Golden Opportunity : The Hills Are Alive--With Flowering Wild Mustard
On a verdant hillside in San Juan Capistrano, George Katsiyiannis filled a brown paper shopping bag with dark green leaves from a thick patch of weedlike plants that were almost waist high.
“This is a good thing,” he said. “People pay a lot of money for this in the stores. I’m getting it for nothing.”
Like hundreds of others in Southern California at this time of year, Katsiyiannis was picking wild mustard greens, which in spring and early summer sprout millions of tiny blossoms, spreading a bright wash of yellow over hills and fields.
The plant was introduced on the West Coast about 200 years ago, and there are at least three theories on how wild mustard, native to Spain and other Mediterranean countries, arrived here.
“I read somewhere that early settlers around what is now Newport Beach planted it so that sailing-ship captains could get their bearings from the fields of yellow flowers,” said Betty Crawmer, a botanist with the Orange County Agricultural Commission.
An even more widely accepted idea is that Gaspar de Portola brought the seeds from Spain and planted them to mark his trail as he led his expedition north from Mexico in 1769 to found the missions in California.
Jim Sleeper, author and Orange County historian, doesn’t go for either of those notions, however. He said, “I couldn’t believe Portola was such a poor navigator and woodsman that he needed to mark a trail that way.”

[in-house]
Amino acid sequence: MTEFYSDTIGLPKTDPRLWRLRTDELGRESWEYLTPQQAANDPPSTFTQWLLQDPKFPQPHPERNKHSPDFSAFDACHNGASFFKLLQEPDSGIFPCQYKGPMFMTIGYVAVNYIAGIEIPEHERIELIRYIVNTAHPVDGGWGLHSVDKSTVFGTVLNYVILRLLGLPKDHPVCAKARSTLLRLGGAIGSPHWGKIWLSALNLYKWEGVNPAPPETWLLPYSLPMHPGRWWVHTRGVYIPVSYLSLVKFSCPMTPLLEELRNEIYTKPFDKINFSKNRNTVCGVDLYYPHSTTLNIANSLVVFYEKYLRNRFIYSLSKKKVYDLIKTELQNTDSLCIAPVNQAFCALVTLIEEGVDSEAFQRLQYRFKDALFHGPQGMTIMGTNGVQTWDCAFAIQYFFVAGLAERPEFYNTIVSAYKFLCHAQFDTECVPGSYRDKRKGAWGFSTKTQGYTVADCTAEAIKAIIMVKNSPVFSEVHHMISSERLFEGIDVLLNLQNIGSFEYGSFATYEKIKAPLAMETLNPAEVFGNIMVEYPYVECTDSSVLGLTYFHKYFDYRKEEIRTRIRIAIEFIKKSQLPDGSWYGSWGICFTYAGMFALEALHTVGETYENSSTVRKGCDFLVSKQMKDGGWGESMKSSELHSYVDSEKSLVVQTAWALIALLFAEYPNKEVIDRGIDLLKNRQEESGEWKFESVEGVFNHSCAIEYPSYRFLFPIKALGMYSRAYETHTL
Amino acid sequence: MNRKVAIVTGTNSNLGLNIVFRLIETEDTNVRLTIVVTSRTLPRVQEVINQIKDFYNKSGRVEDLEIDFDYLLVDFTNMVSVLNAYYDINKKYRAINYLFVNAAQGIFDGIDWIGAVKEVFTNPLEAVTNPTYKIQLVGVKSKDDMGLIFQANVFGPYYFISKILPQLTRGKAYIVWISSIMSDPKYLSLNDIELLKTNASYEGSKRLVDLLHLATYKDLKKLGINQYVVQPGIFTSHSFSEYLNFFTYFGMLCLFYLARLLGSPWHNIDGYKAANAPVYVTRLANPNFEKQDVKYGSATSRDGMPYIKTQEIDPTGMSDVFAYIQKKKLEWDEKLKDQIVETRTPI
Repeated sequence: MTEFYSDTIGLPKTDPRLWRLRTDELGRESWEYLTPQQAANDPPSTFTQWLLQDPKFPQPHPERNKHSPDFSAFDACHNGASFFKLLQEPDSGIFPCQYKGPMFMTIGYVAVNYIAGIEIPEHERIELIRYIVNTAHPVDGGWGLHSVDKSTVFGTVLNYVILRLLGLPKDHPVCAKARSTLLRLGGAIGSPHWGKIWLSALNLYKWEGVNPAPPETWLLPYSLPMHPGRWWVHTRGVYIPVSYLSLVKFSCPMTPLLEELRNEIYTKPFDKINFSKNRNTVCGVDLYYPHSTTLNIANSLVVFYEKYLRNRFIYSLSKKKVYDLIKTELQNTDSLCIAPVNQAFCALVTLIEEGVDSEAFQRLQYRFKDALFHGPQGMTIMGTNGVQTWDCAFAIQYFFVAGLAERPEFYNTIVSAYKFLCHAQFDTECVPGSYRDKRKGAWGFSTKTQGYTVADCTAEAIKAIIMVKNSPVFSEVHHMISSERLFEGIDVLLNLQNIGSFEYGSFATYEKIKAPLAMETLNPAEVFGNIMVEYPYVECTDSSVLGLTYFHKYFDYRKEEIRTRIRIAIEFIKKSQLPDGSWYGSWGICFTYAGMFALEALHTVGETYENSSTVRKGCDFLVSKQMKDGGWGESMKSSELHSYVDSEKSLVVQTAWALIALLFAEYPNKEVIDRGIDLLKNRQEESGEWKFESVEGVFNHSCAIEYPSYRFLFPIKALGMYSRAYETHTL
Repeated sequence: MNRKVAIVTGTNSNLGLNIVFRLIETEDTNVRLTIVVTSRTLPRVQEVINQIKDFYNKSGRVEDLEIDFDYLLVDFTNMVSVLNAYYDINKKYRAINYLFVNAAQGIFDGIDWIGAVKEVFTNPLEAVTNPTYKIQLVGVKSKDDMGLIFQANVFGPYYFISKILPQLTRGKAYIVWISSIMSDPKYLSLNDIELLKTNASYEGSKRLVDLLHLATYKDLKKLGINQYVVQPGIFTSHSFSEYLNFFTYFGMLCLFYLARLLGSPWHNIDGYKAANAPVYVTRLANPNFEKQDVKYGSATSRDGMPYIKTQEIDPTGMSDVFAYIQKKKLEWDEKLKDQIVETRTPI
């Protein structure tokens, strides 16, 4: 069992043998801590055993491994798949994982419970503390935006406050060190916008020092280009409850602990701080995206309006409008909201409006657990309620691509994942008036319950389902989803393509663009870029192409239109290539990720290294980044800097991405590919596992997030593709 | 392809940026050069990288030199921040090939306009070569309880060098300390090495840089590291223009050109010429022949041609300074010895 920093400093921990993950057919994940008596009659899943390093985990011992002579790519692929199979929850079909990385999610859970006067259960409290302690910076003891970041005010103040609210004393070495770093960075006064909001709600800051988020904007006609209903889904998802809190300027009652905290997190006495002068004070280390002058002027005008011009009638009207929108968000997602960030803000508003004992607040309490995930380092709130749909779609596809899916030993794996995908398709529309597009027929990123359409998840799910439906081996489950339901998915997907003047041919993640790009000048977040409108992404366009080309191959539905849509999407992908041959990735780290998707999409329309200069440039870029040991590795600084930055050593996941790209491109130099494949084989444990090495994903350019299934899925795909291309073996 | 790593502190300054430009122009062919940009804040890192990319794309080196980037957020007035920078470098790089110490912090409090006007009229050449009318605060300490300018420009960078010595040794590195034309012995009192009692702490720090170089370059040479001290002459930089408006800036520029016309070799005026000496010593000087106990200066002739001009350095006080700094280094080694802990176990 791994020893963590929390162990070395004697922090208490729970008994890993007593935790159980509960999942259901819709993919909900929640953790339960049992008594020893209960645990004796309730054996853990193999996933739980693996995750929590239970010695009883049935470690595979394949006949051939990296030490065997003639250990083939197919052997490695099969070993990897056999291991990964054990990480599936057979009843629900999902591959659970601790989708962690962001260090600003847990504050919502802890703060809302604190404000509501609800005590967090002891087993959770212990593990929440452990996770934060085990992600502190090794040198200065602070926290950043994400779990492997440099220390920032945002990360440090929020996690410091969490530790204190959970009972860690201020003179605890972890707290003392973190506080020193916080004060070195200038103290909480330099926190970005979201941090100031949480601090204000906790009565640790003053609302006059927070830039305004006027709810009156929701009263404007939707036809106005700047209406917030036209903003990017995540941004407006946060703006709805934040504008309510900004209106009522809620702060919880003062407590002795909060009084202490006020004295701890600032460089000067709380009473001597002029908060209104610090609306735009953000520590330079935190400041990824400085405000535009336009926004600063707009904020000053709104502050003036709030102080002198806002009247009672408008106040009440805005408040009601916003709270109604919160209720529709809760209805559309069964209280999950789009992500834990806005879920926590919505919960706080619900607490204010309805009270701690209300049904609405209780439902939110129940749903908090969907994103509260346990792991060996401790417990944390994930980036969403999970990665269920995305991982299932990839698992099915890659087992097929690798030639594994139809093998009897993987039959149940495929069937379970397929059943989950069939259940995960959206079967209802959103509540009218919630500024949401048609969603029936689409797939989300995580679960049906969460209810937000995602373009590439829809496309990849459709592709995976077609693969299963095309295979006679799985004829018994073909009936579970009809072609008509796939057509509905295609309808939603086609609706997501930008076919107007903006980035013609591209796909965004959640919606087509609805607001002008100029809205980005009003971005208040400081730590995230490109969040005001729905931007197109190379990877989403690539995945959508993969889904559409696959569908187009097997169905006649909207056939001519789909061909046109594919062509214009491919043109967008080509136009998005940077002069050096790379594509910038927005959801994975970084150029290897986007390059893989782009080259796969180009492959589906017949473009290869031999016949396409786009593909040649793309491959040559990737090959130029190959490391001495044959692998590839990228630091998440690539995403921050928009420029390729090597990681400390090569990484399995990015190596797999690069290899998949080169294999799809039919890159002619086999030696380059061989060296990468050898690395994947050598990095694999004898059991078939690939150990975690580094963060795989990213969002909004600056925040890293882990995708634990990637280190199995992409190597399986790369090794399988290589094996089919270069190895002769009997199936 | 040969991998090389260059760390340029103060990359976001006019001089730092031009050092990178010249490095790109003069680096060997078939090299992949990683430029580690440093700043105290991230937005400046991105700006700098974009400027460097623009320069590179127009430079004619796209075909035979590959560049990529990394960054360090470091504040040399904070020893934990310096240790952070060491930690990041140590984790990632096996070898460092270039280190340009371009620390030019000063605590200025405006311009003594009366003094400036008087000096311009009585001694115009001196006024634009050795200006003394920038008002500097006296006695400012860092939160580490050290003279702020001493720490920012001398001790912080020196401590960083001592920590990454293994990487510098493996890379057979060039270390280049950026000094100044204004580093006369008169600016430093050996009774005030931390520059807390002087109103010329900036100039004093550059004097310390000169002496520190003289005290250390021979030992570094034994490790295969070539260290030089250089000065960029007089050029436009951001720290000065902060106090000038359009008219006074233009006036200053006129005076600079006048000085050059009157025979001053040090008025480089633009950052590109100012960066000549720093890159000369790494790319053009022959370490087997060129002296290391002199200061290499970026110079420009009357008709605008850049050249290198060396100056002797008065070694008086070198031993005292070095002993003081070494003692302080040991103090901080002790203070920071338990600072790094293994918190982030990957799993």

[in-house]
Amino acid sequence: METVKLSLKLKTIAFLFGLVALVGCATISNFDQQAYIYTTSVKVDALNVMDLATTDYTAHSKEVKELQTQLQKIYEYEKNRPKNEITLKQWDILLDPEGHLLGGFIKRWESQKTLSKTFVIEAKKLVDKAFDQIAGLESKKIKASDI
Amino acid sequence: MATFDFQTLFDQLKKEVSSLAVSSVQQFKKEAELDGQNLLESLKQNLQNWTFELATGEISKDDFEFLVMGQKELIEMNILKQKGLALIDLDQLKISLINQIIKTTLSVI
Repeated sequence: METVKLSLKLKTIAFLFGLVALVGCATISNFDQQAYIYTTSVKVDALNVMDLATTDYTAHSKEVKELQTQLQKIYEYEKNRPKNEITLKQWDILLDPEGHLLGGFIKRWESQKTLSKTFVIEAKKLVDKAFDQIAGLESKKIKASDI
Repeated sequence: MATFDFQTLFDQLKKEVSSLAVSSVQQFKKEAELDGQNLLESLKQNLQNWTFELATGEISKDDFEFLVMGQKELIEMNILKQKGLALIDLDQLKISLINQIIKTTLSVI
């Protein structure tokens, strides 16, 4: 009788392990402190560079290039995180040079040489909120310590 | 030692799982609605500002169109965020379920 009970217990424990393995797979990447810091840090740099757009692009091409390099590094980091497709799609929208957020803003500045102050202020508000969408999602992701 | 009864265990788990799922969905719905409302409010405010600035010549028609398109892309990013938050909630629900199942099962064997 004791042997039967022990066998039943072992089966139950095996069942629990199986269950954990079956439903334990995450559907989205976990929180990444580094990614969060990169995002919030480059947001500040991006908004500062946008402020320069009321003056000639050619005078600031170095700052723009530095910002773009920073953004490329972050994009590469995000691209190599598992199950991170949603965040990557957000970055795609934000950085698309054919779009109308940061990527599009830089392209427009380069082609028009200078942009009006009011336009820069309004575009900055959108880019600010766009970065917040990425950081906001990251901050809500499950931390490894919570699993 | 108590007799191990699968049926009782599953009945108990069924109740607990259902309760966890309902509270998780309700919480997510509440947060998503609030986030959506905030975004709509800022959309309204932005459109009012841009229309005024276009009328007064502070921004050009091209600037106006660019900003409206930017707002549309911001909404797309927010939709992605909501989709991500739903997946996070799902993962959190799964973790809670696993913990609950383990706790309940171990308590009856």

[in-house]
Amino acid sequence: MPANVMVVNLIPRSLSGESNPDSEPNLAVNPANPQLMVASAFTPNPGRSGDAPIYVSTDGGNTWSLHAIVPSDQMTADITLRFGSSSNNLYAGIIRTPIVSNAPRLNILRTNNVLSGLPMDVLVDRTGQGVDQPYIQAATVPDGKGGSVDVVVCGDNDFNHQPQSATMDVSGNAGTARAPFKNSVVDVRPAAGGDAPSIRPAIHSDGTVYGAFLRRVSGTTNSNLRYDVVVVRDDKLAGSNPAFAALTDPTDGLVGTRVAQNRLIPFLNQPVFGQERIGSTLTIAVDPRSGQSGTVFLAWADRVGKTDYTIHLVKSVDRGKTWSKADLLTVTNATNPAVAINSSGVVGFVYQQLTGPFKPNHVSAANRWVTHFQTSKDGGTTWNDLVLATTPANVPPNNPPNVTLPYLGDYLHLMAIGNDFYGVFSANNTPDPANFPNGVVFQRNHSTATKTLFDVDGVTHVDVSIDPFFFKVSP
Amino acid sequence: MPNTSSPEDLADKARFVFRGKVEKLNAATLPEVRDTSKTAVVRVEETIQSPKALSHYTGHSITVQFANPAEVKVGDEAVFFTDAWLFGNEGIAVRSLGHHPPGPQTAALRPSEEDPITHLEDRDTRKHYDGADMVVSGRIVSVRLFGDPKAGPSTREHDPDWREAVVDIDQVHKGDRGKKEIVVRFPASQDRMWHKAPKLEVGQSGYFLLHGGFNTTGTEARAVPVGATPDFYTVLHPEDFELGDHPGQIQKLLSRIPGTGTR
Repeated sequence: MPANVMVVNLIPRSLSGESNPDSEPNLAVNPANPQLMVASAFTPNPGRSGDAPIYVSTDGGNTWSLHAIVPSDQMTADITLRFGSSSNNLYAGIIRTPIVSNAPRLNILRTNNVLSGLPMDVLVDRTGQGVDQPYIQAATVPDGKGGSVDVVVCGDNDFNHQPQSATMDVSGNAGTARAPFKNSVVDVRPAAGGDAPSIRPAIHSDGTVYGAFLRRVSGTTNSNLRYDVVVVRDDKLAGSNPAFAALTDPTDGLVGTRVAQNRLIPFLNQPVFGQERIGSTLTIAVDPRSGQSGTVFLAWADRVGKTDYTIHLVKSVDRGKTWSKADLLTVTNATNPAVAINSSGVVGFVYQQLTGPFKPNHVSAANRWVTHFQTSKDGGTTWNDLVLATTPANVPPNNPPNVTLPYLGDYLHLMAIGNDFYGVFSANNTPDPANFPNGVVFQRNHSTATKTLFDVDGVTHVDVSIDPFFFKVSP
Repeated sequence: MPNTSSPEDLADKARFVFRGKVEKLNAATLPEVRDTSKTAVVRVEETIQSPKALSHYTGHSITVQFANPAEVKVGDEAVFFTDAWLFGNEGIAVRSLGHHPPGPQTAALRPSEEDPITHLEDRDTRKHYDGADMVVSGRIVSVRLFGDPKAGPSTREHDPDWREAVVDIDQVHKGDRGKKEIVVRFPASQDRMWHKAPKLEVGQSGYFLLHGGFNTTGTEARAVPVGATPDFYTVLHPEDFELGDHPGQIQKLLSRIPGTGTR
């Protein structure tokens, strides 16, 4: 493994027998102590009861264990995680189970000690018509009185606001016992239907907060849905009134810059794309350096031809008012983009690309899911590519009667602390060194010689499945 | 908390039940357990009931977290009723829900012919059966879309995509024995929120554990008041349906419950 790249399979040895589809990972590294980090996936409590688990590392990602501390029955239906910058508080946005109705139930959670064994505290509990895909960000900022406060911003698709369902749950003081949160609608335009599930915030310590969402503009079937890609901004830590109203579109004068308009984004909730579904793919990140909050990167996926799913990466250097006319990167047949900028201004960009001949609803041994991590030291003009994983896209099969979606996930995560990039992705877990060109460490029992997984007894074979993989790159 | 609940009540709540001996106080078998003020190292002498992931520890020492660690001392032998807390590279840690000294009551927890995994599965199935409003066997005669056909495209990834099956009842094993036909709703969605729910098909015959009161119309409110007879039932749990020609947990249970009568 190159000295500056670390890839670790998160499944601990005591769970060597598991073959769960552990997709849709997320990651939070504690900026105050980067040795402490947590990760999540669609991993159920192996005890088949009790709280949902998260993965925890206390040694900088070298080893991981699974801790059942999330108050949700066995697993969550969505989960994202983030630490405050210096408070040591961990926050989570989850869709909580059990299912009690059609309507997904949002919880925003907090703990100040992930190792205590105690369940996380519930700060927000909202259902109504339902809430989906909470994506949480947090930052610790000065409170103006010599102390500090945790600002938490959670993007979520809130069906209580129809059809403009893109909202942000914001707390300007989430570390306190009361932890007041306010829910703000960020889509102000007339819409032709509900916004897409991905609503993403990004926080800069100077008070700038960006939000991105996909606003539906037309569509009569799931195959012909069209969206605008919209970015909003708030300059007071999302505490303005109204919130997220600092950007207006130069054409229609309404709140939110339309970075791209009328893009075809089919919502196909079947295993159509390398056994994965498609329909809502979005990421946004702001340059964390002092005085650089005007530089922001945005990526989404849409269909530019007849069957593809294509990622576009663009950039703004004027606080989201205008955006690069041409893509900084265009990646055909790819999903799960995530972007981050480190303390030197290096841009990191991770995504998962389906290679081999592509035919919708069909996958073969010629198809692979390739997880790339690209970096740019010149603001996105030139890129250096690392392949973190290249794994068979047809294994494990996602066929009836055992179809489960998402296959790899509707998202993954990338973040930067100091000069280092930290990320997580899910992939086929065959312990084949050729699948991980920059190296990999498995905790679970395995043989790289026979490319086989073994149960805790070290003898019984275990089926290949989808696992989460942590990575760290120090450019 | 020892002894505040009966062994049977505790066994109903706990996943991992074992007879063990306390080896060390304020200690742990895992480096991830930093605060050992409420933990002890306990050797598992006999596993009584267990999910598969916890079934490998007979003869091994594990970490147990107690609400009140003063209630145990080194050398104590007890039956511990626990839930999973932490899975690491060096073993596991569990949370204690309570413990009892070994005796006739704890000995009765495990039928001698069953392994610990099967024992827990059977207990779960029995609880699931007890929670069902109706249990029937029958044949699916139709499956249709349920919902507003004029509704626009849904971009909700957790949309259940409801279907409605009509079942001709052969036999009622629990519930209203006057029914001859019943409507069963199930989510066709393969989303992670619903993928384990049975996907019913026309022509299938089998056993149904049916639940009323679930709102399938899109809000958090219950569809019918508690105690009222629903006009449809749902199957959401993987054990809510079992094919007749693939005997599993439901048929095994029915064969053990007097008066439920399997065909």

Sleeper thinks it more likely that the seeds got here by accident, on the livestock Juan Batista Anza brought to Southern California with the first colonists in 1775.
Botanist Crawmer said she doubts it could have happened that way.
“The seeds are small and not at all sticky,” she said. “I don’t think they would have stayed in the animals’ fur all the way from Spain.”
However the wild mustard got here, though, the Indians around the Mission San Juan Capistrano made good use of it. They ate the leaves raw or boiled them like spinach, and pulverized the seeds in water to make a spicy paste. Early Spaniards also used the greens raw, in their salads.
Wild mustard greens are highly nutritious, according to reference material at the Orange County Community Services and UC Irvine Cooperative Extension Services office. They are low in calories (about 32 per cup of cooked greens) but rich in vitamins A and C, calcium and iron.
Deputy County Agricultural Commissioner William Amling said there is no way to estimate the acreage covered by wild mustard in Orange County.
“It’s just all around, in small patches here and large patches there, but especially on ground that has at one time or other been cultivated,” he said.
A tiny sample taste of a leaf is all it takes to make sure it is mustard. The flavor is hot and tangy, as its name implies, and it can be used raw to give salads a lift. It also can be boiled or steamed, but some of the spiciness is lost.
Katsiyiannis, of Laguna Beach, adds olive oil and lemon juice to the water when he cooks mustard greens.
“Yes, people pay a lot in stores for this,” he said. “Not me, though,” and he held up a bulging sack.
On the same day, at a grocery store less than a quarter-mile from where he stood, the price of a small bunch of wild mustard was 59 cents--and the supply was sold out.